After their parents died, Benny, Henry, Violet, and Jessie had run away instead of going to live with their grandfather. They had never met him, and they had heard he was mean, so they escaped to the woods. There they’d found an old boxcar, which they’d made their home. They found their dog, Watch, in the woods, too. When Grandfather found them at last they learned he wasn’t mean at all, and they soon became a family again. As for the boxcar, Grandfather had it moved to the backyard of their home in Greenfield so they could use it as a clubhouse.

“I’ve heard you’ve had a lot of excitement in your lives already,” Uncle Flick said. “I know a golf cart ride isn’t terribly exciting, but would you like to take a tour? We have more than an hour before the movie starts.”

Grandfather nodded at the children. “Go on. I’ll stay here with Watch.”

The children were getting seated in the golf cart when a young man approached. He wore a greasy apron tied around his waist and he slouched a little. He had brown hair that nearly covered his eyes. He half-smiled at them.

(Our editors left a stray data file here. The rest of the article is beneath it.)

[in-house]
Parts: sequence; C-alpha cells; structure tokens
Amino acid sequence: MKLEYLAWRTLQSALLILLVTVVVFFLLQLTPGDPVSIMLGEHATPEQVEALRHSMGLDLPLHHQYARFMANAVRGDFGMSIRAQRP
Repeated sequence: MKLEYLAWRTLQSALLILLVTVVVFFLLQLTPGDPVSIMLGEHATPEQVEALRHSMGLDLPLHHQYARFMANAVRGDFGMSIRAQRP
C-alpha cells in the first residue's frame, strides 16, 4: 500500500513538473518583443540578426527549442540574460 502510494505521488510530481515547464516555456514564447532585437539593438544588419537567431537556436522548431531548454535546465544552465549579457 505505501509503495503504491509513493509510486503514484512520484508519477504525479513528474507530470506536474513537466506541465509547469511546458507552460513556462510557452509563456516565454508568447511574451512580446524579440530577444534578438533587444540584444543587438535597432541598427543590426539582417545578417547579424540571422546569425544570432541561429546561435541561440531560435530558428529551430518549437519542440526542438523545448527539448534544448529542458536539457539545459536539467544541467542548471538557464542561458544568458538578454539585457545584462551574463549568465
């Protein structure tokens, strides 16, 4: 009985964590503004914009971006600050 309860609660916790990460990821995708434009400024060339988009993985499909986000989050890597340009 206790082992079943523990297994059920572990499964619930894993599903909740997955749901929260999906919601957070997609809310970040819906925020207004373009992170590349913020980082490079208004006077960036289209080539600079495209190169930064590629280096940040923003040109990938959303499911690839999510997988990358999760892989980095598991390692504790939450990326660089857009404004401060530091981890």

“Hey,” he said. “You must be those kids from Greenfield. Hey. I’m Joey.”

Uncle Flick scowled. “He means ‘hello,’ not ‘hey,’” he told the Aldens. “Joey is my nephew. He lives nearby in Oakdale and he works here at the snack bar when he’s home from college.”

The children waved at Joey. “Hello,” Henry said.

“Hey,” said Joey. Then he turned around. “Gotta go back to work,” he mumbled as he walked off. He seemed either unfriendly or shy. It was hard to tell which.